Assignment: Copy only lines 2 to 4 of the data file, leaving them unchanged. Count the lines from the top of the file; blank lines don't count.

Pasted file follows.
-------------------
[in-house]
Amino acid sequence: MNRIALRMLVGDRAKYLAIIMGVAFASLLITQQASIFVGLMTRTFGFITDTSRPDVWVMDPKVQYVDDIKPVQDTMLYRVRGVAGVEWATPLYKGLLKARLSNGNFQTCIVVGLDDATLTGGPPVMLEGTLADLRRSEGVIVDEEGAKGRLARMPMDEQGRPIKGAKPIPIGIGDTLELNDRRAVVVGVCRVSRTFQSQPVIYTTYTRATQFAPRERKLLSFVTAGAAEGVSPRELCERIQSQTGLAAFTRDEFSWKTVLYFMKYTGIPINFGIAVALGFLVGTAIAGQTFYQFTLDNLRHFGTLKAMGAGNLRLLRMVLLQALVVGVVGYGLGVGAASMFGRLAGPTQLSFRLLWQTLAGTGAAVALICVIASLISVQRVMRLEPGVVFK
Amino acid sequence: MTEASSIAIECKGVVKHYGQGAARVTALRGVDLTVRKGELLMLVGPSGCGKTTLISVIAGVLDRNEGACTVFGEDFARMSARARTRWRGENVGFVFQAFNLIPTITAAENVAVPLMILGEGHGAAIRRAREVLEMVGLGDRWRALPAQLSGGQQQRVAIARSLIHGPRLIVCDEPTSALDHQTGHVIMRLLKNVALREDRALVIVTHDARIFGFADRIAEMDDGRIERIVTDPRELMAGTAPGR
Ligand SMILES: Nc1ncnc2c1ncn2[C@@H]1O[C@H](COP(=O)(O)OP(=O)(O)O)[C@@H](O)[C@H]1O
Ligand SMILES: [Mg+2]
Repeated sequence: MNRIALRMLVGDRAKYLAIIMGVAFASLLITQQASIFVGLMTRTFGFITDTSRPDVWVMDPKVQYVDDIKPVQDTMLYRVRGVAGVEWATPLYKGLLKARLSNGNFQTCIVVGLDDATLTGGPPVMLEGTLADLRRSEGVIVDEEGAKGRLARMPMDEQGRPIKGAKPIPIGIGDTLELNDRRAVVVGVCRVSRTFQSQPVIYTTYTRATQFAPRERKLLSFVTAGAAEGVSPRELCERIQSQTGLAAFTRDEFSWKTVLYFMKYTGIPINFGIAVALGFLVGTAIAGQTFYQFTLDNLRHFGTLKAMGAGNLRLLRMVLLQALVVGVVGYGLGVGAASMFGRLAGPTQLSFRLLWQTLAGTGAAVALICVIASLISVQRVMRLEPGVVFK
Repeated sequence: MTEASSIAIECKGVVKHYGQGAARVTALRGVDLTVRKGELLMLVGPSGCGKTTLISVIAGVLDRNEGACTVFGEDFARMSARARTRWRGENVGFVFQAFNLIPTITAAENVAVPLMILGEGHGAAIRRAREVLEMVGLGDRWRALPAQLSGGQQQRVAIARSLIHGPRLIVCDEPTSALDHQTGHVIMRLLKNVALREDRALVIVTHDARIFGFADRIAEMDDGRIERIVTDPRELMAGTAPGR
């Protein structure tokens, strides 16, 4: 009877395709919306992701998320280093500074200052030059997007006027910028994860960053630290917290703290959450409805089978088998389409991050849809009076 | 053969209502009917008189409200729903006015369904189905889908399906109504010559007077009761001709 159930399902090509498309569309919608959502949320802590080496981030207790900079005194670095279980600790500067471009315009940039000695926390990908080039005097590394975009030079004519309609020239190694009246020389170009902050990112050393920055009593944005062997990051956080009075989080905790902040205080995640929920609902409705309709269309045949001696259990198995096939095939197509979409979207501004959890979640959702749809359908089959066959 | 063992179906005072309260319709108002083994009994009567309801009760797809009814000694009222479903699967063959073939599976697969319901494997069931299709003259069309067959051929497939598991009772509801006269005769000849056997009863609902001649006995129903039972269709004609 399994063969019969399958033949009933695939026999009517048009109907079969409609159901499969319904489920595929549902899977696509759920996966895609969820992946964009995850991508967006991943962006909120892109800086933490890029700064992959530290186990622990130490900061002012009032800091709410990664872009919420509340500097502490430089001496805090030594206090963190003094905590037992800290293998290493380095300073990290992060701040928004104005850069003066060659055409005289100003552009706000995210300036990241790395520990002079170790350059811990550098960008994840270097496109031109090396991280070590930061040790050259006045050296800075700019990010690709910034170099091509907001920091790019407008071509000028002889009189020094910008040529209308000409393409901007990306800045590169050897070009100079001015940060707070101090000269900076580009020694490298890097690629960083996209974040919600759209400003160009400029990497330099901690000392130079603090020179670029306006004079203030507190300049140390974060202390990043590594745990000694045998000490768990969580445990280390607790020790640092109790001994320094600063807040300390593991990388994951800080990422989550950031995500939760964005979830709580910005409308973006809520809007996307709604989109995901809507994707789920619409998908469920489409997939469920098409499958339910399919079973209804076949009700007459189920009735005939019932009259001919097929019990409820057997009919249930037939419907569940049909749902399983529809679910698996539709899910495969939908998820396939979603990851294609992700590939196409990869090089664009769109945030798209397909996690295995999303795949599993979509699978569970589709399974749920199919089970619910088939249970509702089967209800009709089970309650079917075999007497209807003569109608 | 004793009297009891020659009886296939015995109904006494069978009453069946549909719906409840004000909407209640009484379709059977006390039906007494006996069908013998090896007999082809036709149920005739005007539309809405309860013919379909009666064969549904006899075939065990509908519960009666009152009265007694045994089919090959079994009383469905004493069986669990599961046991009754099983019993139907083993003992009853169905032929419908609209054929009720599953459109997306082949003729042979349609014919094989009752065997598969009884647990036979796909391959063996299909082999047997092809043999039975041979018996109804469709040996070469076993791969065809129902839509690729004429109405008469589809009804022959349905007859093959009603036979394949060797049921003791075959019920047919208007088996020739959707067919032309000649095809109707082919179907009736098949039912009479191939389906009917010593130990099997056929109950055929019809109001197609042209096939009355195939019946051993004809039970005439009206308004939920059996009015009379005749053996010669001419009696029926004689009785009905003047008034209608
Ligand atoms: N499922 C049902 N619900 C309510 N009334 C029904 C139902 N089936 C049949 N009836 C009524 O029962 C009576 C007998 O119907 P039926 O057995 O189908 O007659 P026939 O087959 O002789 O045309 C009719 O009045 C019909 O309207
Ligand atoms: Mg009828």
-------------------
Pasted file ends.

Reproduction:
Amino acid sequence: MNRIALRMLVGDRAKYLAIIMGVAFASLLITQQASIFVGLMTRTFGFITDTSRPDVWVMDPKVQYVDDIKPVQDTMLYRVRGVAGVEWATPLYKGLLKARLSNGNFQTCIVVGLDDATLTGGPPVMLEGTLADLRRSEGVIVDEEGAKGRLARMPMDEQGRPIKGAKPIPIGIGDTLELNDRRAVVVGVCRVSRTFQSQPVIYTTYTRATQFAPRERKLLSFVTAGAAEGVSPRELCERIQSQTGLAAFTRDEFSWKTVLYFMKYTGIPINFGIAVALGFLVGTAIAGQTFYQFTLDNLRHFGTLKAMGAGNLRLLRMVLLQALVVGVVGYGLGVGAASMFGRLAGPTQLSFRLLWQTLAGTGAAVALICVIASLISVQRVMRLEPGVVFK
Amino acid sequence: MTEASSIAIECKGVVKHYGQGAARVTALRGVDLTVRKGELLMLVGPSGCGKTTLISVIAGVLDRNEGACTVFGEDFARMSARARTRWRGENVGFVFQAFNLIPTITAAENVAVPLMILGEGHGAAIRRAREVLEMVGLGDRWRALPAQLSGGQQQRVAIARSLIHGPRLIVCDEPTSALDHQTGHVIMRLLKNVALREDRALVIVTHDARIFGFADRIAEMDDGRIERIVTDPRELMAGTAPGR
Ligand SMILES: Nc1ncnc2c1ncn2[C@@H]1O[C@H](COP(=O)(O)OP(=O)(O)O)[C@@H](O)[C@H]1O